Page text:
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Spam

Page history last edited by Suzanne Baschieri 15 years, 5 months ago

What is spam?

Spam, or junkmail, refers to bulk, unsolicited, identical messages sent to multiple recipients via email.  These messages contain advertisements or commercial content.  Common synonyms for span include UBE (unsolicited bulk email) or UCE (unsolicited commercial email).  Email addresses are collected from chatrooms, websites, newsgroups, and viruses which harvest users' address books, and are sold to other spammers. Email spam has increased exponentially since the 1990s, and some estimates indicate that as much as 85% of all emails or as many as 100 million per day are classified as spam. 

How can you identify spam?

Spam subject lines usually promise you a youthful appearance, prescription drugs without a doctor's approval, better mortgage rates, love, thicker hair, or something else that sounds too good to be true.  They frequently use attention-demanding punctuation including all caps or exclamation marks. 

What can you do about spam? 

  • Do not reply to a spam message. Do not click on the "Unsubscirbe" link.  This confirms with the spammer that you actually exist.  Do not purchase anything.  If you can tell that a message is spam from its sender or subject line, delete it and do not open it.
  • Don’t click any links in a spam email. When you click a URL in a spam message, this tells the spammer that you received the message he or she sent.
  • Disguise your email address. Don't put your email address in plain text on your Web site. You may choose to disguise your email address by stripping out periods and "@" symbols. For example, "YOURNAME AT YAHOO DOT COM." You can also make the "@" an image, which will prevent crawlers from identifying it.
  • Don’t forward an email from someone you don’t know to a list of people. You remember those "forward this email to 20 of your friends" messages? They are an excellent way for spammers to acquire email addresses, even if the sender of the original email did not have this intent. This includes any type of sign and forward emails, especially petitions.
  • Don’t use your home or business email address. When you register on a website or in a group, sign up for services, ask to receive more information, or register for newsletters or domains, create a separate, free email address from a site like Yahoo, Hotmail, or Gmail for that you will use especially for this purpose.  Use this address as well, when you are posting to the web, lin a listserv, newsgroup or contact page for a website as well as on any resume that is posted on the web. 
  • Before you join a list, make sure the list owner or web master will not sell your address. Read the site's privacy statement and check to see if you can opt out of receiving unsolicited email from the site.
  • Preview your messages before you open them. Many email services let you use a preview mode to peek at the contents of a message before you actually open it.
  • Use a complicated email username. Spammers' software will look for the easy and obvious addresses first, such as those with identifiable names "john1977@hotmail.com," as opposed to “sjk839@msn.com."
  • Use a spam filter. Most email services have a spam filtering feature and there are many free filters that you may download.  Filters will automatically move many incoming spam messages to your "trash" bin before they make their way into your "inbox".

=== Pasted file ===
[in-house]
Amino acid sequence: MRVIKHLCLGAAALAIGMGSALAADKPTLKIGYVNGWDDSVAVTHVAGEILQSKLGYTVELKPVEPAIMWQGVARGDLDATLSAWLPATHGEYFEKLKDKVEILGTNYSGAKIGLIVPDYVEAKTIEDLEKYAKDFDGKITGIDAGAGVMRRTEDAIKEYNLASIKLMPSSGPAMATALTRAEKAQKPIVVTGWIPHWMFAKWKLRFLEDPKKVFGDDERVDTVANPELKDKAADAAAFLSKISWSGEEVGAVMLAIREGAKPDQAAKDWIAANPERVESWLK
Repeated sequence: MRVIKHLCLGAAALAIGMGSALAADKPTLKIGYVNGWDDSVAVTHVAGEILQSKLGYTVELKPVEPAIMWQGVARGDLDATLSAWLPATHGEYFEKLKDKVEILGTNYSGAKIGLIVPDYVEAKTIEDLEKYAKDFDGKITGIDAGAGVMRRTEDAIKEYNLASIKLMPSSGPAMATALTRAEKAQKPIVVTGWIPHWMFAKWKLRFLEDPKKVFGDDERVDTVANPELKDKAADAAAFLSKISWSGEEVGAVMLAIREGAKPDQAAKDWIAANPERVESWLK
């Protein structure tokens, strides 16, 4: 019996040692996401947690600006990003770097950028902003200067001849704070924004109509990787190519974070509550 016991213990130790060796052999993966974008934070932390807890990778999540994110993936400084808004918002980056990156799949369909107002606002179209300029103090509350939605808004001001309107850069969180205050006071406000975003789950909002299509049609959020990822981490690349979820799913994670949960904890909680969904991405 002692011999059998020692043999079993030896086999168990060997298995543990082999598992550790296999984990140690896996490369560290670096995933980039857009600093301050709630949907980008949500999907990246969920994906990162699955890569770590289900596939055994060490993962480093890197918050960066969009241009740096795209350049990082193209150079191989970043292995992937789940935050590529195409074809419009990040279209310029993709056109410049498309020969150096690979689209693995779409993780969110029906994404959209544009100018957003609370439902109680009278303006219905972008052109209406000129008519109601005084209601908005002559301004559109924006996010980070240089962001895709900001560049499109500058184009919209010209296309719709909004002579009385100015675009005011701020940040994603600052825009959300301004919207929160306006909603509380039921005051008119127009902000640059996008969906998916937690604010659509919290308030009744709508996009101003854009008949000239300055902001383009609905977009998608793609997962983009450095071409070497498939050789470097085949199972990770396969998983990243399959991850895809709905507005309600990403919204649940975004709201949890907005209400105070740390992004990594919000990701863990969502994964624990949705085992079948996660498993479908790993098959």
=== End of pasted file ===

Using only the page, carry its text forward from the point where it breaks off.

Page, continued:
• If your organization has an IT department, forward any spam that gets through to it. Inevitably, some spam will still make it through the filters and appear in your inbox.  If you have an IT department, they may be able to better tweak the filters.
  • Make sure your privacy settings are set so you don't receive marketing from other sites in your AOL and Yahoo profiles. Many listservs use Yahoo lists as the list provider; you must unselect these pre-selected choices in your personal privacy settings.
  • Never use your email address as your screen name in chat rooms. This will confirm and give spammers access to your email address.

 

This is just a general list of steps you may want to take to combat spam.  Inevitably, some spam will make its way through to your inbox.  Spammers will find new and creative ways to get around any measure you may take to block them.  You will never be completely protected or immune from spam.  However, you can certainly do your best to protect your computer and inbox from spam.

 

A Note on Filtering

When you are filtering spam from your inbox, different email providers use different terms.  Hotmail places messages designated as spam in a junk mail folder.  Gmail labels it as spam and places it in a spam box.  Yahoo! places all incoming spam messages in a bulk folder.  Although the terms may be different, they all refer to the same process of automatically placing suspected spam messages or those received fromdesignated domains and senders directly into a separate location, and keeping them out of your inbox. 

 

For more information on your fighting spam for your specific email provider, please select the appropriate link below:

Spam - Hotmail

Spam - Gmail 

Spam - Yahoo! 

 

If you don't find the answer to your question, want more or advanced information on a topic, need further clarification of a concept, would like to see another topic covered, or have any other comments or concerns, please contact:

Suzanne Baschieri

Consulting & Continuing Education Administrator

Alliance Library System

sbaschieri@alliancelibrarysystem.com

(309)694-9200 ext.2109

 

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